It was a calming pleasure to slowly explore the entire length of the creek, as I snapped pictures of the shoreline. I ended up rowing over 3000 feet inland, winding through several turns, deep into the hills. Near the end, the creek eventually broadens out into a mud flat covered in grasses, and the creek became too narrow and clogged up to go any farther. Turning around, there was a very light current from the creek that I drifted with back to the ocean, and then beached my boat near the entrance. Irondale Beach County Park runs a good way south of the creek entrance, and that is where I stopped to walk a bit. My legs needed a stretch and my feet needing warming. I had worn thick insulated socks, and my normal rubber boots, but they were not cutting it on this cold morning.
Before getting back on the water I did some jumping jacks to warm up and noticed some waves picking up out past Kala Point. The wind seemed to have picked up more, and the tide was likely starting to go against it, making for some chop. I figured I was going to be in for a fun upwind sail back to the marina in Port Townsend. And I also figured I would be frozen once I arrived, which was correct on both accounts.
I rowed off the beach and then hauled up the sail and dealt with all the other sailing accoutrements. As I headed back north, and edged out past the protection of Kala Point, there was indeed about a one foot chop. The wind was coming directly from where I needed to go, so I tacked back and forth heading north. Having done this many times before I knew that with the tide going out I needed to keep more to the west. Fortunately the waves were not so big that I was taking much spray into the boat. I did not have on my drysuit, and did not want to put it on. By the time I would get it on I would have been blown to Irondale County Beach. My little boat is a leaf on the wind.
It was sensational sailing, of a sort I don’t often experience in Port Townsend Bay, because the wind was very steady, at around 10 mph. Normally I don’t sit up on a rail in my dinghy when sailing because the wind is normally inconsistent and gusty, and my boat is very tender. But I sat on the rail most of the way back. I was very pleased to see that modifications I had made to stiffen up my carbon fiber mast worked like a charm. The sail shape held flatter on each tack, and the boat was really moving well to wind. Before, the mast would bend under all the downhaul tension, the sail would bag, and performance windward would suffer.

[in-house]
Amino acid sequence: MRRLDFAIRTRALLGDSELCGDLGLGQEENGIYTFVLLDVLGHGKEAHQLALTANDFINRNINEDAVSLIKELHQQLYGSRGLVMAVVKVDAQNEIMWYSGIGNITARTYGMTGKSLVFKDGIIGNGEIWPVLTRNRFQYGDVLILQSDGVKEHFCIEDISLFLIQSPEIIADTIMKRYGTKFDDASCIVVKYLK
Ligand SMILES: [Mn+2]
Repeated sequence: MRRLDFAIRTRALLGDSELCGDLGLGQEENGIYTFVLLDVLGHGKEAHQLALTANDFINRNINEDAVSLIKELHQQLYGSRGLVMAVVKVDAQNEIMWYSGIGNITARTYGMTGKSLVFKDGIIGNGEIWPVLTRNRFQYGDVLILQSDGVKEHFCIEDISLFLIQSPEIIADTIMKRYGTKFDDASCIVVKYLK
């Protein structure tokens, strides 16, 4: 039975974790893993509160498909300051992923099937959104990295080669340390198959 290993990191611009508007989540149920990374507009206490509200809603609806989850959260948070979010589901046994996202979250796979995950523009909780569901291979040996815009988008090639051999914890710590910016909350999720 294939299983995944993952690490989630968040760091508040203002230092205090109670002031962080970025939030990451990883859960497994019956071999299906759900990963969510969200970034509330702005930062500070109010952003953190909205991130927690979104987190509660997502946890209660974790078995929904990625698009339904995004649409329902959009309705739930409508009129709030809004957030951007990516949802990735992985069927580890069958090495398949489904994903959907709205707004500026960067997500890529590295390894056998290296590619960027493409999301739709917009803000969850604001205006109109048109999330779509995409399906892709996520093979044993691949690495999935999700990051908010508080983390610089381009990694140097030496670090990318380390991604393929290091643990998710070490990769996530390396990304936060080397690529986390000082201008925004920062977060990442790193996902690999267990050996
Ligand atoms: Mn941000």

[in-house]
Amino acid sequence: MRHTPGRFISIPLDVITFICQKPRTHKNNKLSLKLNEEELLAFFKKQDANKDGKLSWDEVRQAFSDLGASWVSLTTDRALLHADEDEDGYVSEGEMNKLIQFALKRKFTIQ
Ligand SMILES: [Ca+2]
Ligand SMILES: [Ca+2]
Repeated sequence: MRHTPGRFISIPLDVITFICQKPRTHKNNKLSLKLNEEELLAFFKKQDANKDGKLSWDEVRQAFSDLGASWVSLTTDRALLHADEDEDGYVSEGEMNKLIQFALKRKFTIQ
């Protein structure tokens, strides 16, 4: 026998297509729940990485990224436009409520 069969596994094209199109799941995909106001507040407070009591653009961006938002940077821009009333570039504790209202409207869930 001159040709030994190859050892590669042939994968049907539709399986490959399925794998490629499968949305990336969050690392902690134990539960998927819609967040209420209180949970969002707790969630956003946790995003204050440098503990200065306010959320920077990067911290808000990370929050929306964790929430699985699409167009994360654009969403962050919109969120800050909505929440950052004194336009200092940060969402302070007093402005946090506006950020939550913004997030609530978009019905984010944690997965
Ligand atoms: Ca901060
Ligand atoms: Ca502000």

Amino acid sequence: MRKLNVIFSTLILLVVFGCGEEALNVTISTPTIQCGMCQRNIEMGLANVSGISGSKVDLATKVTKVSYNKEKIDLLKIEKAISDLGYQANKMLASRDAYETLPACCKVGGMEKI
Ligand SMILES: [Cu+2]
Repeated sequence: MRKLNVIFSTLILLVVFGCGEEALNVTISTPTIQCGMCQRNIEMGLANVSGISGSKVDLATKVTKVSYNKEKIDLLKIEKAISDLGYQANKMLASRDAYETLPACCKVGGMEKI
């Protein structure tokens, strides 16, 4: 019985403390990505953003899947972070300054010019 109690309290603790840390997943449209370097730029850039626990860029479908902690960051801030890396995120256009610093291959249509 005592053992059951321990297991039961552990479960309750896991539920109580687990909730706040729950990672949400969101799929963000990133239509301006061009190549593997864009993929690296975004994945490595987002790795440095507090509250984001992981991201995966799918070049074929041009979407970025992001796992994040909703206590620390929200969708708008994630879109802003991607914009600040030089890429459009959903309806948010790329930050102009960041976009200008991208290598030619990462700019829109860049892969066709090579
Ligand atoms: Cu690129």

I got home shortly after 1pm, having left the marina at 8:30am. As I often do after an adventure in this boat I marveled at how it gets me where I want to go and back, over and over again. I just love the boat.
Almost every time I go on one of these adventures I come back with a list of things to fix or improve on the boat. This time was no different. A control line that keeps my boom from moving too far forward needed to be lengthened. And I still need to figure out some sort of strap to keep my oars in place when sailing, so that if I capsize the oars don’t get lost. And, the entire sail back my daggerboard was emitting an unusual hum. I am used to that sort of foil humming at Hobie Cat speeds, not little double ended dinghy speeds. Later on I found that a piece of leather I had glued on as a spacer had come partly lose, and it was flapping alongside the daggerboard. Mystery solved, and easily fixed with some new glue.
And there was new gear needed. My feet were freezing when I made it back to the marina. And I was not going out again this winter without some insulated boots. I promptly ordered some insulated Xtratuf brand rubber boots. I have another pair of that brand that have lasted me over 20 years. They have a good non-slip sole for slippery docks and boat ramps. I also picked up some new neoprene gloves with a fleece lining. I am interested to see how they hold up to rowing, and at keeping my hands warm. I also picked up a book on shore birds of the Pacific Northwest at our excellent used book store in Port Townsend. I needed to look up those birds on the dock.
The morning after my little adventure my wife commented that I was singing a lot of made up songs to the dog and to various inanimate objects around the kitchen. I was particularly cheerful. It was the boating. It’s a soul balm, with lasting power.
Tips On Visiting Chimacum Creek In Your Small Boat & Local History
There is a rich Native American history associated with Chimacum Creek, and there have been huge efforts to clean up the watershed feeding the creek, resulting in Salmon returning. To read more about that history and for tips about adventuring to Chimacum Creek with your small boat, visit this page.